Modern day feminism leaves behind original ideals

Nearly 100 years ago, women were marching the streets and demanding the right to vote. Forty years after that they would once again make their way to the streets to protest the lack of equal treatment for women in schools and in the workplace. Then, after another few decades, women once again fought against the way they were being sexualized.
Feminist movements are usually separated by “waves.” The first wave, from the mid 19th century to the early 20th century, focused in on pushing for equality in politics. The second wave, which started around the 1960s and lasted into the 70s, was centered around legal equality. Lastly, the third wave, which has been running on for the past few decades, has focused on pushing for social equality.
Around 2012 the third wave of feminism began to shift its focus to justice for women as well as opposition to sexual harassment and violence against women, thus creating what is now known as the fourth wave. The fourth wave in comparison to the others seems to be more open in terms of focus.
The central problems of the past feminist movements are now nationally and internationally covered and commonly discussed. It is no longer considered radical to talk about the societal abuse women go through, ignored rape allegations, unfair pay and work conditions, and the overall inequality of women and men. So now, instead of focusing on just one idea, this new wave has a sort of blanketed coverage of all of the issues women are suffering through.
As a woman, I completely support and advocate for these issues. I will argue until my last breath for equality among women and men. But I also tend to stray away from the idea of being labeled as a feminist. The label not only has the connotation of only being for women, but it also has become warped in terms of what exactly defines someone as a feminist.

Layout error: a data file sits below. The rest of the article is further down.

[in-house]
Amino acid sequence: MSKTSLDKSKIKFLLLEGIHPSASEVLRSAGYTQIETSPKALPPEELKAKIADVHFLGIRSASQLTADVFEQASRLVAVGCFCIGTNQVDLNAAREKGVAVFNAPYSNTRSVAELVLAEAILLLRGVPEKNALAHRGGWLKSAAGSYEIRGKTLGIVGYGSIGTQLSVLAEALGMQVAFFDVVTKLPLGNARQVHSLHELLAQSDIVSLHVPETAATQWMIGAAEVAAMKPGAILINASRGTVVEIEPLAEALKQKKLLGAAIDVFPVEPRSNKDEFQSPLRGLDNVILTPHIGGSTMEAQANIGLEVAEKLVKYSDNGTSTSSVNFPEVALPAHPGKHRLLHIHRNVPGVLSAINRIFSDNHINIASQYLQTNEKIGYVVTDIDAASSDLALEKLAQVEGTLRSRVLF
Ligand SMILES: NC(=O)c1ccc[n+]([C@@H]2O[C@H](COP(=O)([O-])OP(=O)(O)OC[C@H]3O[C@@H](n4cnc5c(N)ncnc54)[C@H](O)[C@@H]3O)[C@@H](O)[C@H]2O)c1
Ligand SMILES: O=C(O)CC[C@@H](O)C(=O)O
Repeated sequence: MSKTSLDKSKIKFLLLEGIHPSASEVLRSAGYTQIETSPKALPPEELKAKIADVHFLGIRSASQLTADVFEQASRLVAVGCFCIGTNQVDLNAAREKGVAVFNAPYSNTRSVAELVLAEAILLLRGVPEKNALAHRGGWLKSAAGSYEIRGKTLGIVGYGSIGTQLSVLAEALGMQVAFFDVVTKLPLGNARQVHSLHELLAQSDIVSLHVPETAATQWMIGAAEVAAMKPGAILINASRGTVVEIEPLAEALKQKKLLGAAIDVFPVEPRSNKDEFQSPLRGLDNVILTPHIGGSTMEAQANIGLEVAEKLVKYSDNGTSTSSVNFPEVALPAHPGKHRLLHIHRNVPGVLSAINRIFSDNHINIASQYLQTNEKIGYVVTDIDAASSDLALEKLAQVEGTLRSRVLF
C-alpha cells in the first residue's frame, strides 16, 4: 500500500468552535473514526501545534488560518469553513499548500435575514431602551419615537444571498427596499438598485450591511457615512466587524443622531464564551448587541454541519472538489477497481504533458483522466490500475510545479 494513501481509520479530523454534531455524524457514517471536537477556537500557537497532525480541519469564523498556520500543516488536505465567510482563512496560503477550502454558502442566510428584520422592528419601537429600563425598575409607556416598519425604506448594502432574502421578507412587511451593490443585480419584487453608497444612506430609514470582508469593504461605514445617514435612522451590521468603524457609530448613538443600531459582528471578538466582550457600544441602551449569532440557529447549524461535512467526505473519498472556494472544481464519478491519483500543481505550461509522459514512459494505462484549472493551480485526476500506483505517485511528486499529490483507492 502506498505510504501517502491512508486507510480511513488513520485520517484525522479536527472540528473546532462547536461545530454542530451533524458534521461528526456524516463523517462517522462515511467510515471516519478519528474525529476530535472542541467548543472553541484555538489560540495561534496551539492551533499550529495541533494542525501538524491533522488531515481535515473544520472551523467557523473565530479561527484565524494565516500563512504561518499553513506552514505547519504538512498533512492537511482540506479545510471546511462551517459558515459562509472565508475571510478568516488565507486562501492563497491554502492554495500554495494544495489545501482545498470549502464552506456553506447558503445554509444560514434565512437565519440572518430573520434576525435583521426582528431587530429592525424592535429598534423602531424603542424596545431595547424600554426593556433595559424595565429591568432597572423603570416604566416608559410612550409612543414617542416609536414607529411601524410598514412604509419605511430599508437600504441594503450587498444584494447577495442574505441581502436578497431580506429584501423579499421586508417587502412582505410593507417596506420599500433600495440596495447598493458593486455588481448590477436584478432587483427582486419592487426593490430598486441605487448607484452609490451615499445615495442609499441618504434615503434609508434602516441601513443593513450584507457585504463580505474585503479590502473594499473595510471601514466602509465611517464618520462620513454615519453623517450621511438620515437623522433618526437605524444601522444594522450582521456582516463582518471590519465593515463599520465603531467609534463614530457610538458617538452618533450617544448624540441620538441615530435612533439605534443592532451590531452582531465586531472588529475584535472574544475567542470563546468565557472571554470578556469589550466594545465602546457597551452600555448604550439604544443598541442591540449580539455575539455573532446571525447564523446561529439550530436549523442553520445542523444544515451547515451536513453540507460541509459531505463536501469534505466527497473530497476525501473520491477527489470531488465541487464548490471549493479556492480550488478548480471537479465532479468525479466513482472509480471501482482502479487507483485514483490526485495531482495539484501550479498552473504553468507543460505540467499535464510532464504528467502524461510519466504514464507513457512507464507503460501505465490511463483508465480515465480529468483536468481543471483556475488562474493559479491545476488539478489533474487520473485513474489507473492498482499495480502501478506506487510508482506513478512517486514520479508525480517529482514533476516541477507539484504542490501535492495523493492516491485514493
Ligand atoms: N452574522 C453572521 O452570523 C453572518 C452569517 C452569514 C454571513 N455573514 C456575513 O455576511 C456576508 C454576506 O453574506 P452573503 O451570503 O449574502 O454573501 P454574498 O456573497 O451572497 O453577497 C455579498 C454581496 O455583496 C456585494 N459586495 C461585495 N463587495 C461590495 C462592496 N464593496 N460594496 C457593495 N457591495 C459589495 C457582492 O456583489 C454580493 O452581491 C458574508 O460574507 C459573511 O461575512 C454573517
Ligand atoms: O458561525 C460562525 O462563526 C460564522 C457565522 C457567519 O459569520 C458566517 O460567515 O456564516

Nowadays, it seems as if it’s okay for some feminists to degrade and belittle men online, just as long as they believe in the rights of women. It seems that the fourth wave of feminism is built around the extremists who advocate for the movement; these advocates are commonly known for being “man haters.” Equality among the genders should be the premise for feminism, but it seems as if that idea no longer exists among a critical mass. Instead, the aim is to empower women over men.
Because of this, I have decided not to call myself a feminist. This radical form of feminism that has taken over the movement has caused people to disassociate themselves from the title.
The current wave of feminism needs to refine its focus and define a clear path in terms of what it wants to accomplish.
Modern day feminists are being split because of the lack of a common goal, and in turn losing what it means to really be a feminist.
Since the first feminist movement took place, the divide between men and women has lessened considerably. Nevertheless, there is still a need for proactive feminism and the fight for equal rights. Feminism is supposed to stand for equal rights, not the empowerment of women over men. Until the followers of the fourth wave are able to understand this, many women as well as myself will continue to stray away from being labeled as a feminist.